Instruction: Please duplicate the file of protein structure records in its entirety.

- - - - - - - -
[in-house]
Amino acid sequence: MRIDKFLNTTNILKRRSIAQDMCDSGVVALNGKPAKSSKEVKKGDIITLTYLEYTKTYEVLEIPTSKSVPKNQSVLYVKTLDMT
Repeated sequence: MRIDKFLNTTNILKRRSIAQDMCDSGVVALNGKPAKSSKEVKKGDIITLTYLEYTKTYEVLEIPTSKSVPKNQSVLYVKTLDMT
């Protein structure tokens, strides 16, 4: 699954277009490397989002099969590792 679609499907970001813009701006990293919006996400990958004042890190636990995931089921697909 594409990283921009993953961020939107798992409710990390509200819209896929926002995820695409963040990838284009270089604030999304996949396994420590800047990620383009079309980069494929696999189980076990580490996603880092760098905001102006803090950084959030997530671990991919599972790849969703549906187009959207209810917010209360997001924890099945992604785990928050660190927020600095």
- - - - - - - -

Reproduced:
[in-house]
Amino acid sequence: MRIDKFLNTTNILKRRSIAQDMCDSGVVALNGKPAKSSKEVKKGDIITLTYLEYTKTYEVLEIPTSKSVPKNQSVLYVKTLDMT
Repeated sequence: MRIDKFLNTTNILKRRSIAQDMCDSGVVALNGKPAKSSKEVKKGDIITLTYLEYTKTYEVLEIPTSKSVPKNQSVLYVKTLDMT
């Protein structure tokens, strides 16, 4: 699954277009490397989002099969590792 679609499907970001813009701006990293919006996400990958004042890190636990995931089921697909 594409990283921009993953961020939107798992409710990390509200819209896929926002995820695409963040990838284009270089604030999304996949396994420590800047990620383009079309980069494929696999189980076990580490996603880092760098905001102006803090950084959030997530671990991919599972790849969703549906187009959207209810917010209360997001924890099945992604785990928050660190927020600095």